Why Convert Our Car?
We needed to convert the engine in our car because vegetable oil is more viscous than diesel. So, we needed to heat vegetable oil before it enters the engine. Heating vegetable oil decreases its viscosity. As the temperature increases, the vegetable oil molecules separate from one another, and the vegetable oil flows more readily.
In the fuel tank, which is located in the trunk of our car, the vegetable oil is heated with coils. The vegetable oil is carried from the tank to the engine through a hose that is also heated. This is done by surrounding the hose for the vegetable oil with a larger hose that contains a heating liquid. So the heat from this liquid keeps the oil warm until it reaches the engine.
When the engine is cold, I start the car on diesel. Once everything heats up, I flip a switch, and the hot grease starts flowing. The car runs best when the engine temperature is at least 80 °F.
Before I turn off the engine—especially if it is cold outside—I switch back to diesel to flush the vegetable oil out of the engine. Otherwise, the oil will cool down and harden in the engine. As you can imagine, if vegetable oil thickens in the engine, it would be hard to get the car started again!
Is Our Car Really Green?
We decided to use vegetable oil instead of diesel or gasoline because we wanted a car that was better for the environment. So how “green” is vegetable oil?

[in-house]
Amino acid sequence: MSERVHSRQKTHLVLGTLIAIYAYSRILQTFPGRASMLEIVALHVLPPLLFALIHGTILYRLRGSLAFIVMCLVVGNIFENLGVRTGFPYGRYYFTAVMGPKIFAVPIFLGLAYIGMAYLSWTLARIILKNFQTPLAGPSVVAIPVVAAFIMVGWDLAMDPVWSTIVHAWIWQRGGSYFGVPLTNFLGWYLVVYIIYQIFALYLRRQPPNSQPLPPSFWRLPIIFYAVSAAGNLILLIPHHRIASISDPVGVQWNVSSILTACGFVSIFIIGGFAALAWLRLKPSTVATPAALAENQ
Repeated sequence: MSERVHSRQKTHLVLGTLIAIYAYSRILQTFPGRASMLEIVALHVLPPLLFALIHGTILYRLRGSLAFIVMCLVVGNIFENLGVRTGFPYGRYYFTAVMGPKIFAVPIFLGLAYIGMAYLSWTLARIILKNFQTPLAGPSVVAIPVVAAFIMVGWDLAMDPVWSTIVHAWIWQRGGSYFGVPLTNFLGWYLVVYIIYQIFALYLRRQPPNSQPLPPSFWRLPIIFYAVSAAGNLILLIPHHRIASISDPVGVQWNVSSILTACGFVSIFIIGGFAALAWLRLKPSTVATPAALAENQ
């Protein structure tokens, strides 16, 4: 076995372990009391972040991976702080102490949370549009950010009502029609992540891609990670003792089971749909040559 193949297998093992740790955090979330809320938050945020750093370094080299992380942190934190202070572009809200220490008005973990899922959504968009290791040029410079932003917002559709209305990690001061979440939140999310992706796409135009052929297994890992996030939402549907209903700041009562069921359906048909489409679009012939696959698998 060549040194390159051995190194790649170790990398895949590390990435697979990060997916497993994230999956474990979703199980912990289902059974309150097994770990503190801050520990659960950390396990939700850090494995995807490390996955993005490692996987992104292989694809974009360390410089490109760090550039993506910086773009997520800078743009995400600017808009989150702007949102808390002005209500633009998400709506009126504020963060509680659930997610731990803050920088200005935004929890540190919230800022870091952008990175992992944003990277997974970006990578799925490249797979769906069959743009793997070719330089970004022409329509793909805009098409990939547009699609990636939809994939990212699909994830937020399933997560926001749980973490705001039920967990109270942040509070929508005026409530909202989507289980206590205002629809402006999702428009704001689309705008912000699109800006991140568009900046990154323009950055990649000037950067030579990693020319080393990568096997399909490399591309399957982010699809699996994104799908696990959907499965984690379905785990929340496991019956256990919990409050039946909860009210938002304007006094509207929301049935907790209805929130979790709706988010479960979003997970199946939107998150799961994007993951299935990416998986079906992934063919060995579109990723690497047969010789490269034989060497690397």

One clear advantage is that vegetable oil is “carbon-neutral,” meaning that the amount of carbon dioxide released when the vegetable oil burns is the same as the amount of carbon dioxide taken in by plants to grow. So these two effects—the burning of vegetable oil and the use of carbon dioxide by plants to grow—cancel each other out, resulting in no net increase of carbon dioxide in the atmosphere.
Another advantage of a vegetable car is that it pollutes less. For instance, compared to a traditional car powered by gasoline or diesel, our car produces 50% less carbon monoxide, 50% less hydrocarbons, and no sulfur oxides.
There are other sources of energy derived from plants with similar potential. For instance, scientists are exploring how to use a plant fat produced by algae called triacylglycerol as a fuel.
Scientists are also studying how to produce energy from cellulose, the fibrous or woody material of plants and trees made of carbon, hydrogen, and oxygen atoms. By removing oxygen atoms from cellulose, it would be possible to produce molecules that contain only carbon and hydrogen atoms. These molecules form what is known as “green” gasoline, a substance that packs more energy than cellulose.
Vegetable oil, algae oil, and green gasoline, generically known as biofuels, might change the way cars will run in the future. In the meantime, you can still use cooking oil!